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Mentally reset for 2022
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Seven ways to mentally reset and gear up for ongoing uncertainty in 2022


As we head into 2022, where further uncertainty lies just around the corner, mindfulness trainer Karen Liebenguth shares seven ways to improve your relationship with anxiety and change.

16th Dec 2021
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It’s the end of the year but not the end of Covid-19 and the layers of complexity, uncertainty and anxiety it brings into our lives. 

But if it isn’t Covid, it’s an economic crisis, a merger, an organisational restructure and redundancies, bankruptcy and even existential crises like climate change that threaten our sense of safety and security leading to anxiety and stress.

So is now the time for us to learn in earnest how to be with uncertainty and anxiety – both of which are an intrinsic part of life.

When we bring kind, open and curious awareness to our experience, when we can feel it without pushing or pulling, it changes and becomes more manageable. 

How can we relate to our experience in a more helpful way?

We don’t have to feel anxious about our anxiety, to feel that we shouldn’t experience it, despite what many voices in society lead us to believe.

Perhaps the first step must be to pause and acknowledge to ourselves and to the people we work with that it’s been another challenging and difficult year. It doesn’t have to be dramatic. It doesn’t have to be sentimental. Just saying how it is. And perhaps we also need to acknowledge that life is tough and unpredictable rather than hold on to the view that it should be easy when it isn’t. 

The poet John Keats coined the term ‘negative capability’ – the capability to bear being in uncertainties, mysteries, doubts, with any irritable premature reaching after fact and reason. From this place something new, previously unknown, can emerge. 

The question is, would it be possible for us to bear, to experience the disturbing aspects of life – Covid and others – without turning them into a problem that we must try hard to solve? Our very efforts not to have an experience ties us to it and makes it worse. It’s a paradox.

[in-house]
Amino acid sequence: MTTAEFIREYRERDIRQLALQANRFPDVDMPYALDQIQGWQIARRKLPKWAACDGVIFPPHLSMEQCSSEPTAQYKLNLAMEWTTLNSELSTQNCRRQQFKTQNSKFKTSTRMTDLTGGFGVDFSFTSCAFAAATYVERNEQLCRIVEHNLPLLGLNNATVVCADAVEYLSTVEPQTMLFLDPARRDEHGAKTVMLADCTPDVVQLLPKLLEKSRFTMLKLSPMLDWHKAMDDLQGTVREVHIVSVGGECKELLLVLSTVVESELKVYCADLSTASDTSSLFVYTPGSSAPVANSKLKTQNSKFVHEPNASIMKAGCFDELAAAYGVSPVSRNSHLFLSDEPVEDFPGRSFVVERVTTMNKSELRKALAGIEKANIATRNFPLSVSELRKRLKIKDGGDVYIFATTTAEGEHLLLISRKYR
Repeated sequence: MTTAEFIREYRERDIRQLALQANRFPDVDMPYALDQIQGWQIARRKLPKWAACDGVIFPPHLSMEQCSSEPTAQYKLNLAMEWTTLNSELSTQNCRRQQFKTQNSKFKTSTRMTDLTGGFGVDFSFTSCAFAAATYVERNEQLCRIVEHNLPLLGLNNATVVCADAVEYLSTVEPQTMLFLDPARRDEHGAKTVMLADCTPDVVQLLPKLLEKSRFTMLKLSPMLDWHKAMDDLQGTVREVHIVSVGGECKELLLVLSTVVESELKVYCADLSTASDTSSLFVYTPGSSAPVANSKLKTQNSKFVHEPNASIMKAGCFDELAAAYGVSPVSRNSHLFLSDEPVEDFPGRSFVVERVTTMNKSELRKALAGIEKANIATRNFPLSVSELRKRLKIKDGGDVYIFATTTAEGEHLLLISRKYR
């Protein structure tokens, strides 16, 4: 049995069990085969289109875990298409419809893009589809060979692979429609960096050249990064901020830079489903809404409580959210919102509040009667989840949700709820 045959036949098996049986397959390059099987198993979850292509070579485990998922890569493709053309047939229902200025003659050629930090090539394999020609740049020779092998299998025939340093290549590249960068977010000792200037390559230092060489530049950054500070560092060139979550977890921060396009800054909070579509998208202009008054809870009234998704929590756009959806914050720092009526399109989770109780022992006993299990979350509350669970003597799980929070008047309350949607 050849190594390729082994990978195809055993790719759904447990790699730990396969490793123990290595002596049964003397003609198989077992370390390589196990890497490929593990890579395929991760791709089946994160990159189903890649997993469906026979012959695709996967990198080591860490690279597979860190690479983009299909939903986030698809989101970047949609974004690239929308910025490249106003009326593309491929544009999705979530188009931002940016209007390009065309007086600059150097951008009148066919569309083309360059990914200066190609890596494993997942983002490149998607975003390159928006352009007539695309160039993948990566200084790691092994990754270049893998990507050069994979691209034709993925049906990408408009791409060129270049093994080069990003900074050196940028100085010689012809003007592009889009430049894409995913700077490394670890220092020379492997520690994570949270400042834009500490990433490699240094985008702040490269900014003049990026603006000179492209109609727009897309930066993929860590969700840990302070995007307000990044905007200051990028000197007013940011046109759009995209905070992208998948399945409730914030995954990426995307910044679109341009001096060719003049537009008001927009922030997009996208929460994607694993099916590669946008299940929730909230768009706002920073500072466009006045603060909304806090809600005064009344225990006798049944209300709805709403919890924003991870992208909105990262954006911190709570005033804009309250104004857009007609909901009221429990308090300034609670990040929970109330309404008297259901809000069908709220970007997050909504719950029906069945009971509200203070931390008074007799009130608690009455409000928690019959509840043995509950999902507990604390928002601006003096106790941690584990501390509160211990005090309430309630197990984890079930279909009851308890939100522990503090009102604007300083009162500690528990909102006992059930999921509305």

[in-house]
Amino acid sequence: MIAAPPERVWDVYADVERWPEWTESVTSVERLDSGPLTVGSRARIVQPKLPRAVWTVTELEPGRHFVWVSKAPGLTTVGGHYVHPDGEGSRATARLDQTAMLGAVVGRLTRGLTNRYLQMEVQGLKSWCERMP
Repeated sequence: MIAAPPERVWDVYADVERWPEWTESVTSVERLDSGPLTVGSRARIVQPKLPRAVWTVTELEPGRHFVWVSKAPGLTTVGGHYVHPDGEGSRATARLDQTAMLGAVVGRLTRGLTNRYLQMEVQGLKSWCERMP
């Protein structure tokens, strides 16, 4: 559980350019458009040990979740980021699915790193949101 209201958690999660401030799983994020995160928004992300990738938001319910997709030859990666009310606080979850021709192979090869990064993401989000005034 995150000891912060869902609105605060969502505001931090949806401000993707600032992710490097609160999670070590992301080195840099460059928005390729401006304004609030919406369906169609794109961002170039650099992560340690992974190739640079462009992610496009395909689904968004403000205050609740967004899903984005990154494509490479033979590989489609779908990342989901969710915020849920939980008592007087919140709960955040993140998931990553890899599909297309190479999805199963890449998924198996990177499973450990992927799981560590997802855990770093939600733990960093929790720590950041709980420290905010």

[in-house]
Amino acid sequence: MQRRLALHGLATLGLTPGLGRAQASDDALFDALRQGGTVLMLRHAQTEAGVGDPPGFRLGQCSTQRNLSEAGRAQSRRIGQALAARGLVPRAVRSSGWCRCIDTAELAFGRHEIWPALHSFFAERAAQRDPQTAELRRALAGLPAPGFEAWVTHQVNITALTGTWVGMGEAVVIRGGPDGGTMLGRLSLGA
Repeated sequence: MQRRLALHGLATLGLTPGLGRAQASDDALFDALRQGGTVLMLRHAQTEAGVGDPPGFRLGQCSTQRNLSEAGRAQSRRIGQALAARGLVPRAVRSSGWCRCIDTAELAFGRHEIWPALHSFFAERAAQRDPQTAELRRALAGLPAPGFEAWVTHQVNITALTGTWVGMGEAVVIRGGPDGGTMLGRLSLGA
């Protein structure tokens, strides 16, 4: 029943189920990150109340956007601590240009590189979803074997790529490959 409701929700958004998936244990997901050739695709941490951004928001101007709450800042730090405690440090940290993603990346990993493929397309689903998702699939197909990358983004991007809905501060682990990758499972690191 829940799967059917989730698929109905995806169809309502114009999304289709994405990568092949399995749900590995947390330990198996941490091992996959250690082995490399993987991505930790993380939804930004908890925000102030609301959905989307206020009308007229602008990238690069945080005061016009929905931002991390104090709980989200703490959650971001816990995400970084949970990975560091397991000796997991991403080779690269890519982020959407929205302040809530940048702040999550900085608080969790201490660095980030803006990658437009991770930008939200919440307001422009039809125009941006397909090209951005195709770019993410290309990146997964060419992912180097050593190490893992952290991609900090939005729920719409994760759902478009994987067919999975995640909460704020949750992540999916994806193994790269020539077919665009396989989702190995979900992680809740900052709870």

The uncertainty of Covid, the changes and complexity that it brings with it are difficult experiences indeed. However, they are just unpleasant experiences. They are just what we don’t want, what we prefer not to happen.

Disturbing experiences can still be there. When we bring kind, open and curious awareness to our experience, when we can feel it without pushing or pulling, it changes and becomes more manageable. 

What would it be like to give up the fantasy that there always needs to be a resolution? 

This goes against our need to know and control in order to feel safe. Andrew Olendzki, Professor at Lesley University in Cambridge and the Director of its Mindfulness Studies programme states that where the mind “is capable of seeing, hearing, smelling, tasting, touching and thinking, it is just thinking that gives rise to stress, with thoughts of the past or the future. Whereas our senses can only function in the present moment.” 

When difficult things happen we intuitively want to push them away, to get rid of them (and conversely we want to hold on to pleasant experiences which can be equally painful). Furthermore, we add unnecessary layers of thoughts, judgements and emotions and in no time we find ourselves in a sea of despair, in a mind-made future scenario that has not happened yet and may never happen.